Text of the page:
Dentistry What Factors Would You Essay

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Signs and symptoms of periodontal disease include bleeding on probing, the presence of periodontal pockets, alveolar bone loss, pain, and gingival swelling. Risk factors for periodontal disease include cigarette smoking, diabetes, stress, poor oral hygiene, the presence of periodontal pockets, and heredity. Because the signs and symptoms of periodontal disease are not equal to the risk factors for periodontal disease, the method to determine a diagnosis of periodontal disease differs from the method to determine the risk for periodontal disease. Consequently, a comprehensive evaluation of periodontal status necessitates separate determinations for diagnosis and risk, which together comprise a broader description of a patient's periodontal status than diagnosis alone. Where subjective methods are used for determining risk there is a natural inclination to associate the level of risk with the severity of disease. While it is definitely true that high severity must equal high risk, it is just as true that low severity provides little or no information on risk level, because health must always go before severe disease (Martin, Page & Loeb, 2006.).

Steps to Treating Periodontal Disease

The first step of treatment is to get rid of all of the known causes of the periodontal disease. Mouth bacteria found in saliva forms colonies on the teeth and tissues, which is called plaque. This clear film of bacteria is the main cause of periodontal inflammation and breakdown. Calculus, also known as tartar, is formed when salts from the saliva precipitate into the plaque. This forms a hard substance, which holds fast tightly to the tooth. Both the calculus and the plaque must be removed to attain a successful result. The patient is taught to get rid of the plaque, while the dental professional must get rid of the calculus. Initial preparation also includes creating an environment that makes plaque removal by the patient as easy as possible. Following Initial Preparation, the tissues are looked at again after they have had a chance to heal to see if more periodontal therapy is needed. If the disease has been arrested, the optimal periodontal maintenance schedule is determined for the patient. If the disease persists, further non-surgical treatment may be performed. If surgery is needed to get rid of pockets that persist, a surgical treatment plan is formulated (Diagnosis and Treatment of Periodontal Disease, n.d).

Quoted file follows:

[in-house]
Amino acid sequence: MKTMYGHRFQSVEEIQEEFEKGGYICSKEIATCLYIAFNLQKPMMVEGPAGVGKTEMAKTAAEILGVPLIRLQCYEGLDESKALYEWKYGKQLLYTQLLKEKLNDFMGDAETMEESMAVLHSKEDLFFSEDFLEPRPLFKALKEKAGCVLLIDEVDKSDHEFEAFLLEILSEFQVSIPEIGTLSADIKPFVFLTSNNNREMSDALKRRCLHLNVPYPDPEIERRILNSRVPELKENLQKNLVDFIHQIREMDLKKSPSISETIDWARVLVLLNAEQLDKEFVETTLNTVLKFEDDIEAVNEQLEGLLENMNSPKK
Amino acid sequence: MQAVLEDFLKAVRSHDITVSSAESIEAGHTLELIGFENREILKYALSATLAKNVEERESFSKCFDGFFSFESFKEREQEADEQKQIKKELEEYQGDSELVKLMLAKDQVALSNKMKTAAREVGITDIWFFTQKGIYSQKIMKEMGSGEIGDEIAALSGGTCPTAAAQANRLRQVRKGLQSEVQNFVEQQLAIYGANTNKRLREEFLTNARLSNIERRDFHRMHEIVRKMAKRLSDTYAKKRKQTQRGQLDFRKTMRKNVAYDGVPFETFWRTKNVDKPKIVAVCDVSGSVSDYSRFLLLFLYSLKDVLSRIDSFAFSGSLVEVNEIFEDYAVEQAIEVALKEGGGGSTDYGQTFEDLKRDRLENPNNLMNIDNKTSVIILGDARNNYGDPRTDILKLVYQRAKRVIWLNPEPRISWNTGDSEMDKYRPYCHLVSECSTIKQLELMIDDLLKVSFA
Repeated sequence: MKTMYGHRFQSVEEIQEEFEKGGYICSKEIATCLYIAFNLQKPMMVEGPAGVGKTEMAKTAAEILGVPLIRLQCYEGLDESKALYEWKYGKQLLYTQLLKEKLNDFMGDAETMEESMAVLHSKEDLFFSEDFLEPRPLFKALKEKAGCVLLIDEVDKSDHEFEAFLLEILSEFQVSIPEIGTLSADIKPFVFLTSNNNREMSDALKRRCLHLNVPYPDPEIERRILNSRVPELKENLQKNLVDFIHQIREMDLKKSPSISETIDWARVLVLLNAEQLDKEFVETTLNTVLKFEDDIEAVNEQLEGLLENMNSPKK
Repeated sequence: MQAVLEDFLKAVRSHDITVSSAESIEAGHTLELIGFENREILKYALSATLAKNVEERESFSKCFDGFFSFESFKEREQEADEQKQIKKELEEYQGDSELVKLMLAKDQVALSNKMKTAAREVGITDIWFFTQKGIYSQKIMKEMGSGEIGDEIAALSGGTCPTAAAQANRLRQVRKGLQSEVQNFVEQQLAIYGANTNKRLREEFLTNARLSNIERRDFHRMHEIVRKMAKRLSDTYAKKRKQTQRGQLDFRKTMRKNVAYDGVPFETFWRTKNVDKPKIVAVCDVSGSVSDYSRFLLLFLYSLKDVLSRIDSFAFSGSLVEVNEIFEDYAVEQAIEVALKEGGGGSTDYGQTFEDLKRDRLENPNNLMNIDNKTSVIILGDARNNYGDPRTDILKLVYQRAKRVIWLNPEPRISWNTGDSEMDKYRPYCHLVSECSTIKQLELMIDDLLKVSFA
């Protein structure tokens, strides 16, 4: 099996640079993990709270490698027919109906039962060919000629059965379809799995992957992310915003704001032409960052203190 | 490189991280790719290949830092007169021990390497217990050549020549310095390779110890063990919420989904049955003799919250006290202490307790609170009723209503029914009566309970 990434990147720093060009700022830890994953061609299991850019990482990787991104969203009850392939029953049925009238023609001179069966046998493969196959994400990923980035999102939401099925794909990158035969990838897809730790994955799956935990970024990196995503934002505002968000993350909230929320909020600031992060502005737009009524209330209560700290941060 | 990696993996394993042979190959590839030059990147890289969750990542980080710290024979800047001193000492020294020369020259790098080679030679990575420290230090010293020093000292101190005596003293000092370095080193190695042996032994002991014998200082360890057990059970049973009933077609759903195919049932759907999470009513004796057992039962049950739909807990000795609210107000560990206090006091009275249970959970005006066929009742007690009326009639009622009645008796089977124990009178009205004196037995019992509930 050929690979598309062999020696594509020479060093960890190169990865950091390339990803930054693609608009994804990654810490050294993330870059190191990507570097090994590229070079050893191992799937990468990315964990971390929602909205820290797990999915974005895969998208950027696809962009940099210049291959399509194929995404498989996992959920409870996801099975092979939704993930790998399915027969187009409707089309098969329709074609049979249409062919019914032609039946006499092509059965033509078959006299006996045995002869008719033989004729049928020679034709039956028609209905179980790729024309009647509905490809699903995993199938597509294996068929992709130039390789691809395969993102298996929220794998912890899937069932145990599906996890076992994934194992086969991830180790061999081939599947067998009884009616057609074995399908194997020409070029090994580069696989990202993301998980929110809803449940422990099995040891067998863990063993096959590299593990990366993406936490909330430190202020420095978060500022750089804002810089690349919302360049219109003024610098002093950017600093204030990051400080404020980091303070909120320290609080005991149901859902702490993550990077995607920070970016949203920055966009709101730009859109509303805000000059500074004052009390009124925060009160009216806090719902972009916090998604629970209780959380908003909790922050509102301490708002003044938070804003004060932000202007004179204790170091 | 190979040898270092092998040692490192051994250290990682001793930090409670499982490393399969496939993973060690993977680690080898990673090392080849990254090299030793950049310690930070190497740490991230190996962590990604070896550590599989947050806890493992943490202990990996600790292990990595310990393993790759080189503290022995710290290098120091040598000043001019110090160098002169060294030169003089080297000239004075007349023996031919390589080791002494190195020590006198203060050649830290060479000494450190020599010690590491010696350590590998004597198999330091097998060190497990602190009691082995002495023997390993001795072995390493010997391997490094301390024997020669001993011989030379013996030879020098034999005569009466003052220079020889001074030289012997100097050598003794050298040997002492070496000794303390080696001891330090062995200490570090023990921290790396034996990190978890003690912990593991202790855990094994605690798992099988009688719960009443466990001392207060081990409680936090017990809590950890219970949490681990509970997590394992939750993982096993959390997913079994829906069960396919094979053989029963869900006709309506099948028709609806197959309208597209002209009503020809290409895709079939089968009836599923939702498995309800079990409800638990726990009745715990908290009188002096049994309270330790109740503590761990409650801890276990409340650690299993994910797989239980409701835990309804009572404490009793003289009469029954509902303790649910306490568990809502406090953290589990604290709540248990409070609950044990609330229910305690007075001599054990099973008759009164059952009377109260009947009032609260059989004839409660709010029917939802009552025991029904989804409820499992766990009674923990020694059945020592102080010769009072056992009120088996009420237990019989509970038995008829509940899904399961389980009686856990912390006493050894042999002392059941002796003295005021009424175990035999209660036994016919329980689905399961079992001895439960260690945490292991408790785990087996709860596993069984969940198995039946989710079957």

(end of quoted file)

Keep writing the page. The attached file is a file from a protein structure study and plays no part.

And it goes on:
Initial Preparation usually creates shrinkage of the inflamed gum, and therefore a reduction of the pocket depth. Frequently, if the patient has excellent oral hygiene habits and keeps regular maintenance appointments, this is enough to stabilize a case. On the other hand, with pockets that continue to bleed when probed, or with pockets deeper than 5mm, there is a high likelihood the disease process will continue. In those cases removal of the remaining pockets is the best treatment. If it is apparent during the examination that surgery is needed to obtain the best result, parts of the Initial Preparation may be shortened or circumvented completely. Scaling and root planing may be done during surgery, when access is the most ideal. This approach avoids repeating steps of Initial Preparation that would be performed during surgery, saving time and reducing expenses (Diagnosis and Treatment of Periodontal Disease, n.d).